Eating Guinea Pig in Peru

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As I slowly made my way down the steep and slippery laneway, I wasn’t going to let the rain or sore legs keep me from my celebratory meal – eating guinea pig in Peru.

I was in Aguas Calientes, a pretty town used as a base for visiting Machu Picchu, and that morning I’d spent a few hours exploring the ‘lost city of the Incas’ wondering how the Incas were able to bring the heavy granite rocks up the steep Andean mountainside, and whether aliens had given them a helping hand.

I found a restaurant that ticked all the boxes. Not only was guinea pig (pronounced kwee) on the menu, but so were a host of other local and Andean dishes such as papa rellena (stuffed potato), guiso de frejoles (beans stew), locro de zapallo (a hearty thick pumpkin stew), and the international staple……pizza.

Despite the allure of a medium Margherita with anchovies (is that wrong?), it was the guinea pig that I had come for.

Guinea Pig on the Menu

Given the relatively small size of the critter, guinea pigs are generally cooked whole. This restaurant offered ‘Cuy Al Forno’, which is baked in the oven, and ‘Cuy Chactado’ which is pan-fried in lots of oil to produce a crunchy finish. On the streets, cuy is often cooked on a rotisserie over coals.

I ordered the Cuy Chactado along with a glass of Peruvian Malbec.

Guinea Pig Beauty Pageant

Eating guinea pigs in Peru, and other neighbouring countries such as Ecuador, Bolivia, and Columbia, has been around for thousands of years. In these countries, guinea pigs are not kept as pets and are bred specifically for the plate.

There’s even a national guinea pig day in Peru (the second Friday of October for those who would like to celebrate), as well as many festivals throughout the country commemorating the furry critter. And according to this article, these celebrations include beauty contests for the best dressed and biggest rodents.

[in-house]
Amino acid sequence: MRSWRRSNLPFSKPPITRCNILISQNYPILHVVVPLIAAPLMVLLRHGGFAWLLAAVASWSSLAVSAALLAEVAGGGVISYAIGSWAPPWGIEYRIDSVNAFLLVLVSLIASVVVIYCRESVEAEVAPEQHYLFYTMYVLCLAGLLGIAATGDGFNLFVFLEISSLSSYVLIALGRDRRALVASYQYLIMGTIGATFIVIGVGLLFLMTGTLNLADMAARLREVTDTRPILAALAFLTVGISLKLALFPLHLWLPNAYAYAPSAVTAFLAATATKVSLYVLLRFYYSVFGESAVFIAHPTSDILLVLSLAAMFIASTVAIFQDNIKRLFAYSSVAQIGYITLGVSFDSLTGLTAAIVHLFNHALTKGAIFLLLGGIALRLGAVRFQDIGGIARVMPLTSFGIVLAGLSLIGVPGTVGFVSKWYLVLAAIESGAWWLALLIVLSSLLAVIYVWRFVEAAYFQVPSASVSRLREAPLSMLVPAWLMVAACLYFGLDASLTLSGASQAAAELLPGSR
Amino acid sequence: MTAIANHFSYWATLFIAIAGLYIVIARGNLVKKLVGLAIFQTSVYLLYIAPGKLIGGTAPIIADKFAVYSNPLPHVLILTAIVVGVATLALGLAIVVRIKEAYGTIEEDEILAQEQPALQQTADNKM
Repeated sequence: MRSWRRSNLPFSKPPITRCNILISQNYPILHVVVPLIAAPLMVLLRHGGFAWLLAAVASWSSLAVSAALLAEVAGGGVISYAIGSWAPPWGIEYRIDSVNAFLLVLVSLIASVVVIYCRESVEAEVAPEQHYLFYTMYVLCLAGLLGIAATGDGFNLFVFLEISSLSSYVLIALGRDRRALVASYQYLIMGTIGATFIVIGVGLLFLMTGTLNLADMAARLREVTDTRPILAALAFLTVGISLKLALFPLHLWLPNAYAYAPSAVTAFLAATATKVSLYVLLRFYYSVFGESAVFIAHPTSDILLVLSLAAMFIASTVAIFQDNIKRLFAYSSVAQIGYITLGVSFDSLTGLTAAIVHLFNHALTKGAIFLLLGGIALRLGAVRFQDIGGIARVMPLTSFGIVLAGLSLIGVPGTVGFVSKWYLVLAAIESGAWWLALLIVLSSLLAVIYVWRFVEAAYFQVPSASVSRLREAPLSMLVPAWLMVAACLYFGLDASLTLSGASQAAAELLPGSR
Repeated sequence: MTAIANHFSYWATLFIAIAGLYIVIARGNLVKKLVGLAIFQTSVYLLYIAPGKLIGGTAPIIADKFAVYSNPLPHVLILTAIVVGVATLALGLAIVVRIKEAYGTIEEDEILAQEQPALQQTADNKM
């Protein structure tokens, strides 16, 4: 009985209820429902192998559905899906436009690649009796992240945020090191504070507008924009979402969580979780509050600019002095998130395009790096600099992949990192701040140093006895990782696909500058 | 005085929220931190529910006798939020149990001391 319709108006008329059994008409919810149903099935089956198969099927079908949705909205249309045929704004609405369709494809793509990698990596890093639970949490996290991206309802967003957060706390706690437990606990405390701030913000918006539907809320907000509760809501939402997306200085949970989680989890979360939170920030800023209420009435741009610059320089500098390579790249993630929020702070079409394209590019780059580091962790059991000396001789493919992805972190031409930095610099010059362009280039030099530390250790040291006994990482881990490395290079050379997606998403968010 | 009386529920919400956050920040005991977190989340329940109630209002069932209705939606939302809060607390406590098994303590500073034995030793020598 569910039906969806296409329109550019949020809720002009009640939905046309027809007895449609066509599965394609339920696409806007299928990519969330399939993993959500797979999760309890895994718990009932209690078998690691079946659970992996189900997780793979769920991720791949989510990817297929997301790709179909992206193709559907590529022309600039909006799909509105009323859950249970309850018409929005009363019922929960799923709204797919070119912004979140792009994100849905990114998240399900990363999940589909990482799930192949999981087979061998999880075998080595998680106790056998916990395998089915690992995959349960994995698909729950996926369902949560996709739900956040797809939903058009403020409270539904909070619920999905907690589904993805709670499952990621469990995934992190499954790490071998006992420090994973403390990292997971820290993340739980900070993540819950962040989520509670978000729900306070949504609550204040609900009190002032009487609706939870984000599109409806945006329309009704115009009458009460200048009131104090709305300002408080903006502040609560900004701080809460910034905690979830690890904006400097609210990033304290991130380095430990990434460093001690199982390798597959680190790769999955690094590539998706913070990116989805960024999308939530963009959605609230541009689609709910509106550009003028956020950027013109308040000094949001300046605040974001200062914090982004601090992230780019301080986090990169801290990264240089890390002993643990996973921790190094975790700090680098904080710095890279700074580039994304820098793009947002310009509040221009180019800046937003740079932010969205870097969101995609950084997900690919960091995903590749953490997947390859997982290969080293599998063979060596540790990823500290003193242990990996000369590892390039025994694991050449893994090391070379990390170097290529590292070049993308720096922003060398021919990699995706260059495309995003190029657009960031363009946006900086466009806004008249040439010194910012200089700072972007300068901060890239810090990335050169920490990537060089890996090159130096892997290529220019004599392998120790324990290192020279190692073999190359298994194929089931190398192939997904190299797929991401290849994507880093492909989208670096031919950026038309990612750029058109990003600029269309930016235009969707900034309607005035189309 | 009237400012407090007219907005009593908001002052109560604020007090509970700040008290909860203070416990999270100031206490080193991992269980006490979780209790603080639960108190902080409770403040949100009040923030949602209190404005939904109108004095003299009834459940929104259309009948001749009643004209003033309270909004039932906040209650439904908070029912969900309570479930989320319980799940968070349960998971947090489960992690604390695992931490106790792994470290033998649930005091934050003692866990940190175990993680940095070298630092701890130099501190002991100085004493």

Back at the restaurant, and after a little wait, my impressive-looking plate of guinea pig (it won first prize in my beauty contest) had arrived at the table, as had my second glass of malbec, or was it the third? My favourite Spanish phrase is ‘una mas vino tinto por favor’ which means ‘one more red wine please’ and I never waste an opportunity to practice.

The guinea pig had been cooked whole, cut up into more hand-holding manageable pieces, and served traditionally over yellow Andean potatoes alongside a simple ‘salsa criolla’ made up of peppers, onions, and chillies marinated in lime juice and topped with cilantro. A small ramekin of chilli sauce rounded out the dish. 

Oh, and a retro style garnish with one olive sitting randomly on top.  

Eating the guinea pig is purely a hands-on affair. It must be as it would be impossible to extract all the flesh using standard utensils. 

The golden skin was crispy and tasted of salt and garlic. The flesh around the body and thighs was as juicy as it could be for the smaller size of the creature. Extracting the flesh from the head took a little more effort and as is quite often the case with animals served whole, the small amount of meat from the head was delectable.

What Does Eating Guinea Pig Taste Like?

And what does eating Guinea Pig taste like? The flesh is inoffensive white meat like chicken breast, frog legs, and rabbit. But the crispy salty skin sends this dish to the next level. It was simply delicious.

The only issue was that there wasn’t enough. Luckily the potatoes and salsa helped fill the void.

After finishing the plate, I looked upwards to the steep and slippery hill heading to the hotel with slight dread. The waiter arrived and asked if I wanted dessert. I politely declined the offer but decided the uphill trek could wait a bit longer.

‘Una mas vino tinto por favor’

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